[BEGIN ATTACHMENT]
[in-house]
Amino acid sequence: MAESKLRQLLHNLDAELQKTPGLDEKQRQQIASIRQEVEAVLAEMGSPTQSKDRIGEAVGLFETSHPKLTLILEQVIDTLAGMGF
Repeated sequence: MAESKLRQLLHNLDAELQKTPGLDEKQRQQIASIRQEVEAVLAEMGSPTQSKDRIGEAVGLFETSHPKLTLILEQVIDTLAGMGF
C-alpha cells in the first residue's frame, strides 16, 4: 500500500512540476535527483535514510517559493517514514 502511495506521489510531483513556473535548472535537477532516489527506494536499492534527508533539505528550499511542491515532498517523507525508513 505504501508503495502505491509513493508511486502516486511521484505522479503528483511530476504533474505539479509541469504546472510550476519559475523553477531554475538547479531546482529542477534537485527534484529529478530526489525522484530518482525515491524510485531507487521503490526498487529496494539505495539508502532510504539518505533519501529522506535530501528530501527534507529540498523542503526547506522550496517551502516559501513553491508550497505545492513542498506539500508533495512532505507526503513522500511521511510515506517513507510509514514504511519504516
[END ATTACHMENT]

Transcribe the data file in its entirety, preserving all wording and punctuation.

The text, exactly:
[in-house]
Amino acid sequence: MAESKLRQLLHNLDAELQKTPGLDEKQRQQIASIRQEVEAVLAEMGSPTQSKDRIGEAVGLFETSHPKLTLILEQVIDTLAGMGF
Repeated sequence: MAESKLRQLLHNLDAELQKTPGLDEKQRQQIASIRQEVEAVLAEMGSPTQSKDRIGEAVGLFETSHPKLTLILEQVIDTLAGMGF
C-alpha cells in the first residue's frame, strides 16, 4: 500500500512540476535527483535514510517559493517514514 502511495506521489510531483513556473535548472535537477532516489527506494536499492534527508533539505528550499511542491515532498517523507525508513 505504501508503495502505491509513493508511486502516486511521484505522479503528483511530476504533474505539479509541469504546472510550476519559475523553477531554475538547479531546482529542477534537485527534484529529478530526489525522484530518482525515491524510485531507487521503490526498487529496494539505495539508502532510504539518505533519501529522506535530501528530501527534507529540498523542503526547506522550496517551502516559501513553491508550497505545492513542498506539500508533495512532505507526503513522500511521511510515506517513507510509514514504511519504516